As all of us are aware, or should be,
mandatory compliance became effective for the changes made to the Equal
Credit Opportunity Act last year on April 15, 2004, just a little over a
Some of us still are of the opinion that
the Equal Credit Opportunity Act only applies to consumer transactions.
Although, the ECOA is part of the Consumer Protection Act in 1999 the
Congress enacted Regulation B. Regulation B includes the definition of
credit, identifies who is a creditor, defines rules pertaining to credit
applications and adverse action, record retention and other areas related
to credit practices. Business creditors including trade creditors are
governed by the rules of Regulation B.
Congress delegated to the Federal Reserve
Board the responsibility for reviewing and amending Regulation B. Since
1999 the Federal Reserve Board reviews Regulation B every year and
periodically they revise it. Every April 15 amendments made by the Federal
Reserve Board at their first meeting of each year become effective and
mandatory compliance goes into effect the following April 15. At their
first meeting in 2003 they made revisions that became effective April 15,
2003 and mandatory compliance went into effect this year.
Although there were minor changes, the
changes made are noteworthy.
§202.9 deals with notification to the
applicant of action taken on requests for credit.
Notification of actions taken may now be
transmitted by electronic means (fax and email) as long as they meet the
minimum standards as outlined in Regulation B and the Electronic
Signatures in Global and National Commerce Act (Title 15 U.S.C. §7001).
Statements of reason of adverse action must
be specific and indicate the principal reasons for the adverse action.
Statements that adverse action was taken due to internal standards or
policies or that the applicant failed to meet creditor credit score
requirements are considered insufficient.
The business credit grantor will be most
affected by the changes to §202.2(c), adverse action. Under the revised
rules, adverse action is now defined as a refusal to grant credit, to a
large extent, in the amount requested or the terms requested on the credit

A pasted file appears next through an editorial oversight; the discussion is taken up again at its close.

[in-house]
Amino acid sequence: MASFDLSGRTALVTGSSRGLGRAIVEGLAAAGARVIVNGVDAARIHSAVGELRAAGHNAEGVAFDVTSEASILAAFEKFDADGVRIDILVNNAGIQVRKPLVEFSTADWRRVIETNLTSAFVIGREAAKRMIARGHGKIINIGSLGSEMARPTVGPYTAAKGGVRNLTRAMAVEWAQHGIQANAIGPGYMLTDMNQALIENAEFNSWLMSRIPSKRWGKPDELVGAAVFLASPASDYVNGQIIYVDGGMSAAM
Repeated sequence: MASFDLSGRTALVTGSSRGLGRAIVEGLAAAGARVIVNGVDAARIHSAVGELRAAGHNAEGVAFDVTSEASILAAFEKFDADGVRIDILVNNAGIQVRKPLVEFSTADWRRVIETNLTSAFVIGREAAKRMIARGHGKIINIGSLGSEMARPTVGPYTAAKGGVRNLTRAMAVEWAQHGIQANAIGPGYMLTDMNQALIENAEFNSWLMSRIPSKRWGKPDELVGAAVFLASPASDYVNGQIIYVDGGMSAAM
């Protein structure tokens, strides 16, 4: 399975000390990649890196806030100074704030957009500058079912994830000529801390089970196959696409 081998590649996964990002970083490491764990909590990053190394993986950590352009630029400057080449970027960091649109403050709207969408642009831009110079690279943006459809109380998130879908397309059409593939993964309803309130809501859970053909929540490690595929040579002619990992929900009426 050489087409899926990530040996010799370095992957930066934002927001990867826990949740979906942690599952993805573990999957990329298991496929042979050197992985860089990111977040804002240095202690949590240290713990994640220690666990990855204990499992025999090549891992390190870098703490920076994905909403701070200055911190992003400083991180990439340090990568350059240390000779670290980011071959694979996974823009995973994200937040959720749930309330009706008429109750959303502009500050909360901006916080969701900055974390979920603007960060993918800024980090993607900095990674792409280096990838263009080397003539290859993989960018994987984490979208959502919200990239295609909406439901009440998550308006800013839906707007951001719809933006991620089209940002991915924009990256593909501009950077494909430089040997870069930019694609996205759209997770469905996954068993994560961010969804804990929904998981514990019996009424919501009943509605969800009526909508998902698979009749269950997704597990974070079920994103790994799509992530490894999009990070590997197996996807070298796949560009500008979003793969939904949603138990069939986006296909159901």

Many credit applications today contain a
section for the applicant to request the amount of credit or terms
desired. In light of the new amendment, creditors should review their
credit approval process and determine if it is still prudent to include
this section on their applications for credit.
A refusal to increase the amount of credit
to an existing customer who has made an application for increase is still
considered to be an adverse action. However, any action taken relating to
account inactivity, default or delinquency is not considered to be an
adverse action under §202.2(c).
Although Regulation B provides for the
creditor to require the signature of a spouse for the purpose of acquiring
unsecured credit in a community property state or for the purpose of
securing property as collateral in a community property state, Regulation
B does not supercede state law.
Thus, if creditors are seeking the
signatures of others for the purpose of extending credit they must follow
the guidelines of the state laws where the applicant resides. §202.9.
For more information go to
In the box located on the left side of the web page marked advanced search
type “regulation B” and click “go”.
I wish you well.
information is provided as information only and not legal advice.
Legal advice should be obtained from a competent, licensed attorney,
in good standing with the state bar association.